The content of this manuscript is solely the responsibility of the authors and does not necessarily represent the official views of the National Institute on Aging, National Institute of Nursing Research, Office of Research on Women's Health, or the National Institutes of Health.

Conflict of interest: none declared.

Glossary

Abbreviations

CI
confidence interval
SWAN
Study of Women's Health Across the Nation

References

1. Kannel W, Hjortland MC, McNamara PM, et al. Menopause and risk of cardiovascular disease: the Framingham Study. Ann Intern Med. 1976;85(4):447–452. [PubMed]
2. Davis C, Pajak A, Rywik S, et al. Natural menopause and cardiovascular disease risk factors: the Poland and US Collaborative Study on Cardiovascular Disease Epidemiology. Ann Epidemiol. 1994;4(6):445–448. [PubMed]
3. Lindquist O, Bengtsson C, Lapidus L. Relationships between the menopause and risk factors for ischaemic heart disease. Acta Obstet Gynecol Scand Suppl. 1985;130:43–47. [PubMed]
4. Jensen J, Nilas L, Christiansen C. Influence of menopause on serum lipids and lipoproteins. Maturitas. 1990;12(4):321–331. [PubMed]
5. Akahoshi M, Soda M, Nakashima E, et al. Effects of menopause on trends of serum cholesterol, blood pressure, and body mass index. Circulation. 1996;94(1):61–66. [PubMed]
6. Bonithon-Kopp C, Scarabin PY, Darne B, et al. Menopause-related changes in lipoproteins and some other cardiovascular risk factors. Int J Epidemiol. 1990;19(1):42–48. [PubMed]
7. Campos H, McNamara JR, Wilson PW, et al. Differences in low density lipoprotein subfractions and apolipoproteins in premenopausal and postmenopausal women. J Clin Endocrinol Metab. 1988;67(1):30–35. [PubMed]
8. Bush T, Cowan L, Heiss G, et al. Ovarian function and lipid/lipoprotein levels. Results from the Lipid Research Clinics Program [abstract] Am J Epidemiol. 1984;120(3):489.
9. Matthews KA, Meilahn EN, Kuller LH, et al. Menopause and risk factors for coronary heart disease. N Engl J Med. 1989;321(10):641–646. [PubMed]
10. Do KA, Green A, Guthrie JR, et al. Longitudinal study of risk factors for coronary heart disease across the menopausal transition. Am J Epidemiol. 2000;151(6):584–593. [PubMed]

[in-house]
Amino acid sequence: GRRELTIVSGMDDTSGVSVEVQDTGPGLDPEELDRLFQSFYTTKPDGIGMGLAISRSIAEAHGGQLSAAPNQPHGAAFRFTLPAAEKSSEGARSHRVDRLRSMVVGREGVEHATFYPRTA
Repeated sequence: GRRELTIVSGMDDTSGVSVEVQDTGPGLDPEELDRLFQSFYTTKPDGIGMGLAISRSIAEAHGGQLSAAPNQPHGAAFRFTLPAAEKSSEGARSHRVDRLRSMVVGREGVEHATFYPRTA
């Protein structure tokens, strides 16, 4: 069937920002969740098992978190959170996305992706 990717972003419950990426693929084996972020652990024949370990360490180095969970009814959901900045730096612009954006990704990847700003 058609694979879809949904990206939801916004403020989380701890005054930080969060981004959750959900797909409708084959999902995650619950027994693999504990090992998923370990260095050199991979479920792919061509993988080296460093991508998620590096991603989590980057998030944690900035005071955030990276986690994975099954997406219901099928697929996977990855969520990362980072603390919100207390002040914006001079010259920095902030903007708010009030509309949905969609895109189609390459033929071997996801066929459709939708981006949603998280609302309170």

11. Dahlen GH, Guyton JR, Attar M, et al. Associations of levels of lipoprotein Lp(a), plasma lipids and other lipoproteins with coronary artery disease documented by angiography. Circulation. 1986;74(4):758–765. [PubMed]
12. Hoefler G, Harnoncourt F, Paschke E, et al. Lipoprotein Lp(a). A risk factor for myocardial infarction. Arteriosclerosis. 1988;8(4):398–401. [PubMed]
13. Heinrich J, Sandkamp M, Kokott R, et al. Relationship of lipoprotein(a) to variables of coagulation and fibrinolysis in a healthy population. Clin Chem. 1991;37(11):1950–1954. [PubMed]
14. Jenner JL, Ordovas JM, Lamon-Fava S, et al. Effects of age, sex, and menopausal status on plasma lipoprotein(a) levels: the Framingham Offspring Study. Circulation. 1993;87(4):1135–1141. [PubMed]
15. Sowers M, Crawford SL, Cauley JA, et al. Association of lipoprotein(a), insulin resistance, and reproductive hormones in a multiethnic cohort of pre- and perimenopausal women (the SWAN Study) Am J Cardiol. 2003;92(5):533–537. [PubMed]
16. Matthews KA, Wing RR, Kuller LH, et al. Influence of the perimenopause on cardiovascular risk factors and symptoms of middle-aged healthy women. Arch Intern Med. 1994;154(20):2349–2355. [PubMed]
17. Expert Panel on Detection, Evaluation, and Treatment of High Blood Cholesterol in Adults. Executive summary of the third report of the National Cholesterol Education Program (NCEP) Expert Panel on Detection, Evaluation, and Treatment of High Blood Cholesterol in Adults (Adult Treatment Panel III) JAMA. 2001;285(19):2486–2497. [PubMed]
18. Randolph JF, Jr, Sowers M, Bondarenko IV, et al. Change in estradiol and follicle-stimulating hormone across the early menopausal transition: effects of ethnicity and age. J Clin Endocrinol Metab. 2004;89(4):1555–1561. [PubMed]
19. Heiss G, Johnson NJ, Reiland S, et al. The epidemiology of plasma high-density lipoprotein cholesterol levels: the Lipid Research Clinics Program prevalence study summary. Circulation. 1980;62(suppl IV) IV116–IV136. [PubMed]
20. Gold EB, Bromberger J, Crawford S, et al. Factors associated with age at natural menopause in a multiethnic sample of midlife women. Am J Epidemiol. 2001;153(9):865–874. [PubMed]
21. Sternfeld B, Wang H, Quesenberry CP, Jr, et al. Physical activity and changes in weight and waist circumference in midlife women: findings from the Study of Women's Health Across the Nation. Am J Epidemiol. 2004;160(9):912–922. [PubMed]
22. Sowers MF, Crawford S, Sternfeld B, et al. SWAN: a multi-center, multi-ethnic, community-based cohort study of women and the menopausal transition. In: Lobo RA, Kelsey J, Marcus R, editors. Menopause: Biology and Pathobiology. New York, NY: Academic Press; 2000.
23. Brambilla DJ, McKinlay SM, Johannes CB. Defining the perimenopause for application in epidemiologic investigations. Am J Epidemiol. 1994;140(12):1091–1095. [PubMed]
24. Dudley EC, Hopper JL, Taffe J, et al. Using longitudinal data to define the perimenopause by menstrual cycle characteristics. Climacteric. 1998;1(1):18–25. [PubMed]